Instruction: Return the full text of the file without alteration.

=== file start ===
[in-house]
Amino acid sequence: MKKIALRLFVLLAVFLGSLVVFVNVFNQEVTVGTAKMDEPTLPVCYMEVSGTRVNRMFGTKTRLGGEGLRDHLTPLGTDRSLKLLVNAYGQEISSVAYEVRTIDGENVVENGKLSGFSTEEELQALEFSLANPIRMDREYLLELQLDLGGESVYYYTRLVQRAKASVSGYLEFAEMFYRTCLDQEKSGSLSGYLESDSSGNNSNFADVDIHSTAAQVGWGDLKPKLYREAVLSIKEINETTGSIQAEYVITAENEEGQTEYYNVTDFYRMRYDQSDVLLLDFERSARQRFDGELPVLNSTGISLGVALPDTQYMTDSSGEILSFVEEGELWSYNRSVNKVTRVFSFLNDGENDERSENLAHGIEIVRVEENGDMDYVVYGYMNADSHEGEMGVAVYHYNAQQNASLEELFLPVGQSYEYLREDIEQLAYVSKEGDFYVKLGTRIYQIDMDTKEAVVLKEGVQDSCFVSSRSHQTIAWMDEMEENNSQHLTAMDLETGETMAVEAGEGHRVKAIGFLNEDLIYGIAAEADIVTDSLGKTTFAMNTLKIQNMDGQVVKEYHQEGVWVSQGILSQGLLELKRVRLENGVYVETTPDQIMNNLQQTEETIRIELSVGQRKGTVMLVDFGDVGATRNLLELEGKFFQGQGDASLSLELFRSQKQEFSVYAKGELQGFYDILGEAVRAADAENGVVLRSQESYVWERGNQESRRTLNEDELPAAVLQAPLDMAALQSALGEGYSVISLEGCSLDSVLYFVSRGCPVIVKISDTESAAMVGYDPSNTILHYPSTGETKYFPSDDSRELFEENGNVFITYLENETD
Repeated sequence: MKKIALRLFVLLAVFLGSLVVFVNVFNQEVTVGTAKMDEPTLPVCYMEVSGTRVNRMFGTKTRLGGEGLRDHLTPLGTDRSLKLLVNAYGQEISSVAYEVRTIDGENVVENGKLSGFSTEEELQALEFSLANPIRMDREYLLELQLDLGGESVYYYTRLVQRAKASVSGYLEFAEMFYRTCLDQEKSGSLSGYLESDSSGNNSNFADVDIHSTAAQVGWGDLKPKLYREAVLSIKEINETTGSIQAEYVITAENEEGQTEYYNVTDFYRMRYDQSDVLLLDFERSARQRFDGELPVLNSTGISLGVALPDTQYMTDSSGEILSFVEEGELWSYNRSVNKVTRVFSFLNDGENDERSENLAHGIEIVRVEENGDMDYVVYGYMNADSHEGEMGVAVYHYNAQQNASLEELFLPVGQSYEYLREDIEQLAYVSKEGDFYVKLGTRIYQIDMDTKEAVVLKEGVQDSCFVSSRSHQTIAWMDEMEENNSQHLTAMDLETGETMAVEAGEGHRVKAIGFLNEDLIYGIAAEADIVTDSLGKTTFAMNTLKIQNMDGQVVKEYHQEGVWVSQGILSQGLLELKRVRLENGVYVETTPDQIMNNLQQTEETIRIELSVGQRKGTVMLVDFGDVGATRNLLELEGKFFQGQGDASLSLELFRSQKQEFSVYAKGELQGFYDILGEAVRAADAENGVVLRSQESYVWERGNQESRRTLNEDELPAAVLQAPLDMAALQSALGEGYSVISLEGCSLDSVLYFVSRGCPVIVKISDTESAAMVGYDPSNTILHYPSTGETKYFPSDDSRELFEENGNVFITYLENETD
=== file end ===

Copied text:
[in-house]
Amino acid sequence: MKKIALRLFVLLAVFLGSLVVFVNVFNQEVTVGTAKMDEPTLPVCYMEVSGTRVNRMFGTKTRLGGEGLRDHLTPLGTDRSLKLLVNAYGQEISSVAYEVRTIDGENVVENGKLSGFSTEEELQALEFSLANPIRMDREYLLELQLDLGGESVYYYTRLVQRAKASVSGYLEFAEMFYRTCLDQEKSGSLSGYLESDSSGNNSNFADVDIHSTAAQVGWGDLKPKLYREAVLSIKEINETTGSIQAEYVITAENEEGQTEYYNVTDFYRMRYDQSDVLLLDFERSARQRFDGELPVLNSTGISLGVALPDTQYMTDSSGEILSFVEEGELWSYNRSVNKVTRVFSFLNDGENDERSENLAHGIEIVRVEENGDMDYVVYGYMNADSHEGEMGVAVYHYNAQQNASLEELFLPVGQSYEYLREDIEQLAYVSKEGDFYVKLGTRIYQIDMDTKEAVVLKEGVQDSCFVSSRSHQTIAWMDEMEENNSQHLTAMDLETGETMAVEAGEGHRVKAIGFLNEDLIYGIAAEADIVTDSLGKTTFAMNTLKIQNMDGQVVKEYHQEGVWVSQGILSQGLLELKRVRLENGVYVETTPDQIMNNLQQTEETIRIELSVGQRKGTVMLVDFGDVGATRNLLELEGKFFQGQGDASLSLELFRSQKQEFSVYAKGELQGFYDILGEAVRAADAENGVVLRSQESYVWERGNQESRRTLNEDELPAAVLQAPLDMAALQSALGEGYSVISLEGCSLDSVLYFVSRGCPVIVKISDTESAAMVGYDPSNTILHYPSTGETKYFPSDDSRELFEENGNVFITYLENETD
Repeated sequence: MKKIALRLFVLLAVFLGSLVVFVNVFNQEVTVGTAKMDEPTLPVCYMEVSGTRVNRMFGTKTRLGGEGLRDHLTPLGTDRSLKLLVNAYGQEISSVAYEVRTIDGENVVENGKLSGFSTEEELQALEFSLANPIRMDREYLLELQLDLGGESVYYYTRLVQRAKASVSGYLEFAEMFYRTCLDQEKSGSLSGYLESDSSGNNSNFADVDIHSTAAQVGWGDLKPKLYREAVLSIKEINETTGSIQAEYVITAENEEGQTEYYNVTDFYRMRYDQSDVLLLDFERSARQRFDGELPVLNSTGISLGVALPDTQYMTDSSGEILSFVEEGELWSYNRSVNKVTRVFSFLNDGENDERSENLAHGIEIVRVEENGDMDYVVYGYMNADSHEGEMGVAVYHYNAQQNASLEELFLPVGQSYEYLREDIEQLAYVSKEGDFYVKLGTRIYQIDMDTKEAVVLKEGVQDSCFVSSRSHQTIAWMDEMEENNSQHLTAMDLETGETMAVEAGEGHRVKAIGFLNEDLIYGIAAEADIVTDSLGKTTFAMNTLKIQNMDGQVVKEYHQEGVWVSQGILSQGLLELKRVRLENGVYVETTPDQIMNNLQQTEETIRIELSVGQRKGTVMLVDFGDVGATRNLLELEGKFFQGQGDASLSLELFRSQKQEFSVYAKGELQGFYDILGEAVRAADAENGVVLRSQESYVWERGNQESRRTLNEDELPAAVLQAPLDMAALQSALGEGYSVISLEGCSLDSVLYFVSRGCPVIVKISDTESAAMVGYDPSNTILHYPSTGETKYFPSDDSRELFEENGNVFITYLENETD